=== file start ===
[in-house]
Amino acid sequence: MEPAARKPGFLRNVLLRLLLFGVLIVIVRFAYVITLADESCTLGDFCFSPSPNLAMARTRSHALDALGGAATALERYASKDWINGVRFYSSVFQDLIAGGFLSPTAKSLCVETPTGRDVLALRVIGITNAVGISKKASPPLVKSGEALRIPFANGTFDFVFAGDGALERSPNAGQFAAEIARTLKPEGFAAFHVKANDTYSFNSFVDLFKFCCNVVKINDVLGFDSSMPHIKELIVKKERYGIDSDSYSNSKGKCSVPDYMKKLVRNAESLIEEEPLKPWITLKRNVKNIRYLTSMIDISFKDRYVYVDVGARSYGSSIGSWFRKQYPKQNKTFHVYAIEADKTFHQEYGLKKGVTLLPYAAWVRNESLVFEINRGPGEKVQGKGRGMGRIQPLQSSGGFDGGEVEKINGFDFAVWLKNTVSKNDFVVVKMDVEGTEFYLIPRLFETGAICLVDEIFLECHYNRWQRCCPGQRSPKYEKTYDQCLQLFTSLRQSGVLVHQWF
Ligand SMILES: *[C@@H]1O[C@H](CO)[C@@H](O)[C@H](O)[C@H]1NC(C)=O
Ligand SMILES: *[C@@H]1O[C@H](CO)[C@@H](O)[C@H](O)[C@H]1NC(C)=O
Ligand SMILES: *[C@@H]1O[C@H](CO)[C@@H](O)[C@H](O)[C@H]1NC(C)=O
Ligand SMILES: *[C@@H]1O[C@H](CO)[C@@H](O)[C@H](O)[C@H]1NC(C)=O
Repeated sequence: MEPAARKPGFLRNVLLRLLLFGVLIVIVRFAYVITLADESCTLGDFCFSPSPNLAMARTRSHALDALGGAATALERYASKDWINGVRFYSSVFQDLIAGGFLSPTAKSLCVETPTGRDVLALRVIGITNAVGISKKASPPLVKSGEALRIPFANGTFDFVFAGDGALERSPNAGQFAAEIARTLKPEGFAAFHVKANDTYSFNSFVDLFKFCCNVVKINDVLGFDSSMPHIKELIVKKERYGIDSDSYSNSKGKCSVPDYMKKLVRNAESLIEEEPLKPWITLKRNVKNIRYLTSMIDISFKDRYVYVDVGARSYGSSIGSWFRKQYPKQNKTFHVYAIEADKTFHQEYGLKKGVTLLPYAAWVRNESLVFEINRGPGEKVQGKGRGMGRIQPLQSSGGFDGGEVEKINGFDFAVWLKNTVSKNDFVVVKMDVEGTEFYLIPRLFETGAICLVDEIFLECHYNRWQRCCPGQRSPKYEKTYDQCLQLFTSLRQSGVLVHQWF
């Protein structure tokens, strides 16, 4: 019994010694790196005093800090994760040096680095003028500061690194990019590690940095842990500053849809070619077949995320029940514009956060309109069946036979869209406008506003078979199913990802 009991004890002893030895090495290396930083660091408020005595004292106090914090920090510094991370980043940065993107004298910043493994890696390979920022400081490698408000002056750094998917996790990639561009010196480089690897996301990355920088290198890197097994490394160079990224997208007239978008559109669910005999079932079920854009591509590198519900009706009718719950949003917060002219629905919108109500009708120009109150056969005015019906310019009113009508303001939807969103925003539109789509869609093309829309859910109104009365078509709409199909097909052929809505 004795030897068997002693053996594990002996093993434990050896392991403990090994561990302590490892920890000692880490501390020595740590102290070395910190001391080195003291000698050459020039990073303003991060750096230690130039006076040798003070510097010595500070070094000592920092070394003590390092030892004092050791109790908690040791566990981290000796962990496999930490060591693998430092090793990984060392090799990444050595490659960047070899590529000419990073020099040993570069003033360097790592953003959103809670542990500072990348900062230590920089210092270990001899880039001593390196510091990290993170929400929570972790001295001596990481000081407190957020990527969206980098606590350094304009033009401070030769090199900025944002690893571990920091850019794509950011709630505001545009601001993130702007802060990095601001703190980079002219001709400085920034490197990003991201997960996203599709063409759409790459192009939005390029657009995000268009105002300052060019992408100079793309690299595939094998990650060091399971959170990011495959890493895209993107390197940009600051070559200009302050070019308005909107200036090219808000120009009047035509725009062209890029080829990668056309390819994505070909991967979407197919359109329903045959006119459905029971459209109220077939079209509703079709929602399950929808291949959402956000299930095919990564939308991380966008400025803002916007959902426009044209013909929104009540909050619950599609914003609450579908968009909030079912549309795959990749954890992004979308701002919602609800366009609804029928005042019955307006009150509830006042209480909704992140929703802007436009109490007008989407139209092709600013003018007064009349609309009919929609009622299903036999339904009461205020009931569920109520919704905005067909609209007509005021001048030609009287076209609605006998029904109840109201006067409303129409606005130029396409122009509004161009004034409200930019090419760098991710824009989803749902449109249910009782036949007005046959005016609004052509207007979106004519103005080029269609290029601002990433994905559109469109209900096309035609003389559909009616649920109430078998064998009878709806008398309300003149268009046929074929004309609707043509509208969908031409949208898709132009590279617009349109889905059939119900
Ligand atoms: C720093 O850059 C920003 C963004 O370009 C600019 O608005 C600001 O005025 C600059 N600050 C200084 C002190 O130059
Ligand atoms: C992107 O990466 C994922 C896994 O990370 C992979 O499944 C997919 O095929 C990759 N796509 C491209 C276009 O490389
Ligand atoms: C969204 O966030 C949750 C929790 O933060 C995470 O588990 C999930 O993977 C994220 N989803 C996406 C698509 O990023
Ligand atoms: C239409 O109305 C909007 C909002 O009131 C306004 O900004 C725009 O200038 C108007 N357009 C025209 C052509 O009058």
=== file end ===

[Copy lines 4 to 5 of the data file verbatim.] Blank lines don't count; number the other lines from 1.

Ligand SMILES: *[C@@H]1O[C@H](CO)[C@@H](O)[C@H](O)[C@H]1NC(C)=O
Ligand SMILES: *[C@@H]1O[C@H](CO)[C@@H](O)[C@H](O)[C@H]1NC(C)=O